California voters OK $6 billion in bonds to fund housing
LOS ANGELES (AP) — California voters authorized $6 billion in bond funding for affordable housing as the state faces a severe shortage of homes.
Proposition 1 passed Wednesday with 54 percent support. The measure authorizes $4 billion in general obligation bonds to house low-income people and veterans. The money will be repaid over time with interest.
It joins Proposition 2 that passed by a wider margin and authorizes $2 billion in bond funding to house mentally ill homeless people.
Lawmakers approved those bonds in 2016, planning to repay them with funds from a tax on millionaires that voters approved in 2004. The governor and lawmakers decided to take the issue to voters when the funds became tied up in court by plaintiffs who said the tax was to fund mental health services, not housing.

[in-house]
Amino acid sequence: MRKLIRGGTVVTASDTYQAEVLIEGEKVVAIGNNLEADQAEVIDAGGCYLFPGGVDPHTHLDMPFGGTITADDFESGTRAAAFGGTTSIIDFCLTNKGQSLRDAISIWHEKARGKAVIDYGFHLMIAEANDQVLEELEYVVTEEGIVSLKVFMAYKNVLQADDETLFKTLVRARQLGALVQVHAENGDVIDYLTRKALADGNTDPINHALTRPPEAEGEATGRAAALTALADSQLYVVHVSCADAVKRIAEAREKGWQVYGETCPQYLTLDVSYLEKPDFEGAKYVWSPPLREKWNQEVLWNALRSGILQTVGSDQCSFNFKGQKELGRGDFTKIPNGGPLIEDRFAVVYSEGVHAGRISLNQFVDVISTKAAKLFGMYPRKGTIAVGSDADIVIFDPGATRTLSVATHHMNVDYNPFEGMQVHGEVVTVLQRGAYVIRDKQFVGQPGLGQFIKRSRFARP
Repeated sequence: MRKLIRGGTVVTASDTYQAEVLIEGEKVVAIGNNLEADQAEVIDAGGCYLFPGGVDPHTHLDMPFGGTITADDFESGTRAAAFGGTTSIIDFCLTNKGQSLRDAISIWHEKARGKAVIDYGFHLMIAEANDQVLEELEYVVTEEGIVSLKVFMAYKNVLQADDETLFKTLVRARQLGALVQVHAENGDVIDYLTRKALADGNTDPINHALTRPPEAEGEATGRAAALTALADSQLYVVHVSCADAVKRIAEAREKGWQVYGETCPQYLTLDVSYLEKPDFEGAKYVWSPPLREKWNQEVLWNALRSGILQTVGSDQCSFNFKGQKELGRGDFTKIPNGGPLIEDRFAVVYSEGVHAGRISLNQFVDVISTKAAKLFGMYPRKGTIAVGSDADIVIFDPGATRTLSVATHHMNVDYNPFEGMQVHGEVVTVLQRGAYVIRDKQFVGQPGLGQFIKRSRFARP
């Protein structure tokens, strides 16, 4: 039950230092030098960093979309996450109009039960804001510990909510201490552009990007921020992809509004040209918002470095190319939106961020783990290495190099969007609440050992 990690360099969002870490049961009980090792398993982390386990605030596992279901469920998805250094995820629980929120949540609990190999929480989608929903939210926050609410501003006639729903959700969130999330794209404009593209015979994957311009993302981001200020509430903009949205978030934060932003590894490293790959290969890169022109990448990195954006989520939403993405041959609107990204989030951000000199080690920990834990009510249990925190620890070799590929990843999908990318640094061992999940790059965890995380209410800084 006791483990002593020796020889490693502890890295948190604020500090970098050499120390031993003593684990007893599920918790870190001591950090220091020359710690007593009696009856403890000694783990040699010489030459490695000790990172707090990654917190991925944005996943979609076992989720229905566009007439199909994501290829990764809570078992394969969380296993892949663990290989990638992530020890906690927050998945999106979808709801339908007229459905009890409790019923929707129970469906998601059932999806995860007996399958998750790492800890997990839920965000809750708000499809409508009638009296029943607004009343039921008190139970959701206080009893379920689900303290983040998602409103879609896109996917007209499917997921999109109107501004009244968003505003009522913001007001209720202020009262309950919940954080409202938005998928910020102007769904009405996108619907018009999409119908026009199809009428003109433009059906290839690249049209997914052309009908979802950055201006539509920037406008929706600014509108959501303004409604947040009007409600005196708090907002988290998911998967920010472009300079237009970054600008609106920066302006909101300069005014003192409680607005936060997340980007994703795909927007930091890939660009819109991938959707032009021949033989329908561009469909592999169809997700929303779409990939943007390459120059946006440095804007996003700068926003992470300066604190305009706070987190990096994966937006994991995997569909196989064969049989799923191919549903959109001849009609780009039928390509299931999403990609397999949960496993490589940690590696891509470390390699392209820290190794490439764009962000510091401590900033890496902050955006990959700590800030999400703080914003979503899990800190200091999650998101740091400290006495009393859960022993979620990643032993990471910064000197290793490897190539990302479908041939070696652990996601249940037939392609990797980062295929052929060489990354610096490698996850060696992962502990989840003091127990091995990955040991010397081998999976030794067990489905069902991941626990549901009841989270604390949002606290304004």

The measures were designed to ease California’s housing shortage and high rates of homelessness. A third measure aimed at the housing crisis by allowing more rent control, Proposition 10, failed by a wide margin.
Outgoing Gov. Jerry Brown cheered the passage of the bond measures, although he noted the state has a lot of work to do on housing and mental health issues.
“There’s a lot there for the next governor and the next Legislature to work on, and the local mayors,” he said at a Wednesday news conference. “We got some more money, but that’s by no means the end of the story.”
AP writer Don Thompson contributed from Sacramento.